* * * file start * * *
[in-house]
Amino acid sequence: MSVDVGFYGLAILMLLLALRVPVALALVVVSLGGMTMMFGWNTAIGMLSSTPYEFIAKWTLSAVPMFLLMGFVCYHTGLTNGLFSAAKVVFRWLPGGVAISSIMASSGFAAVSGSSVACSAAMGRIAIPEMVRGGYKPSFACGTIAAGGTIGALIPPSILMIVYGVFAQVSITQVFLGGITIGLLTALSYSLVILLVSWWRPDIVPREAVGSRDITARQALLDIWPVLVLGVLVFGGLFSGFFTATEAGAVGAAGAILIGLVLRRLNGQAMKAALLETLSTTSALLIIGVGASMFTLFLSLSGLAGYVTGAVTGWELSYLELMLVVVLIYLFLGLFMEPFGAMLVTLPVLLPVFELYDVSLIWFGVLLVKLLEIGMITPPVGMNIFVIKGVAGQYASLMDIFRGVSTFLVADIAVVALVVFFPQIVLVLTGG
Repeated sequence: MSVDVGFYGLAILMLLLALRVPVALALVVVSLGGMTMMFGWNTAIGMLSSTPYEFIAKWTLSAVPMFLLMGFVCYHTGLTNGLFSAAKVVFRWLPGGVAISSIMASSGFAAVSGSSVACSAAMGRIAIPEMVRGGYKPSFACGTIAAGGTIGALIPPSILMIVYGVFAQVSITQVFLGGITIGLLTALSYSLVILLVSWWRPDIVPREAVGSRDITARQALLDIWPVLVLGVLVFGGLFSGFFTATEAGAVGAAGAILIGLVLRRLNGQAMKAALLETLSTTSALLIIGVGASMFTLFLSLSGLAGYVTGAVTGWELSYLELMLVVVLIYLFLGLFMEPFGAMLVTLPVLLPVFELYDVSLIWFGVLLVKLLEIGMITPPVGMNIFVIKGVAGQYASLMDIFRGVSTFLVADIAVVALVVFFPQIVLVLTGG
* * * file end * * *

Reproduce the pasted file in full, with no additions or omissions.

[in-house]
Amino acid sequence: MSVDVGFYGLAILMLLLALRVPVALALVVVSLGGMTMMFGWNTAIGMLSSTPYEFIAKWTLSAVPMFLLMGFVCYHTGLTNGLFSAAKVVFRWLPGGVAISSIMASSGFAAVSGSSVACSAAMGRIAIPEMVRGGYKPSFACGTIAAGGTIGALIPPSILMIVYGVFAQVSITQVFLGGITIGLLTALSYSLVILLVSWWRPDIVPREAVGSRDITARQALLDIWPVLVLGVLVFGGLFSGFFTATEAGAVGAAGAILIGLVLRRLNGQAMKAALLETLSTTSALLIIGVGASMFTLFLSLSGLAGYVTGAVTGWELSYLELMLVVVLIYLFLGLFMEPFGAMLVTLPVLLPVFELYDVSLIWFGVLLVKLLEIGMITPPVGMNIFVIKGVAGQYASLMDIFRGVSTFLVADIAVVALVVFFPQIVLVLTGG
Repeated sequence: MSVDVGFYGLAILMLLLALRVPVALALVVVSLGGMTMMFGWNTAIGMLSSTPYEFIAKWTLSAVPMFLLMGFVCYHTGLTNGLFSAAKVVFRWLPGGVAISSIMASSGFAAVSGSSVACSAAMGRIAIPEMVRGGYKPSFACGTIAAGGTIGALIPPSILMIVYGVFAQVSITQVFLGGITIGLLTALSYSLVILLVSWWRPDIVPREAVGSRDITARQALLDIWPVLVLGVLVFGGLFSGFFTATEAGAVGAAGAILIGLVLRRLNGQAMKAALLETLSTTSALLIIGVGASMFTLFLSLSGLAGYVTGAVTGWELSYLELMLVVVLIYLFLGLFMEPFGAMLVTLPVLLPVFELYDVSLIWFGVLLVKLLEIGMITPPVGMNIFVIKGVAGQYASLMDIFRGVSTFLVADIAVVALVVFFPQIVLVLTGG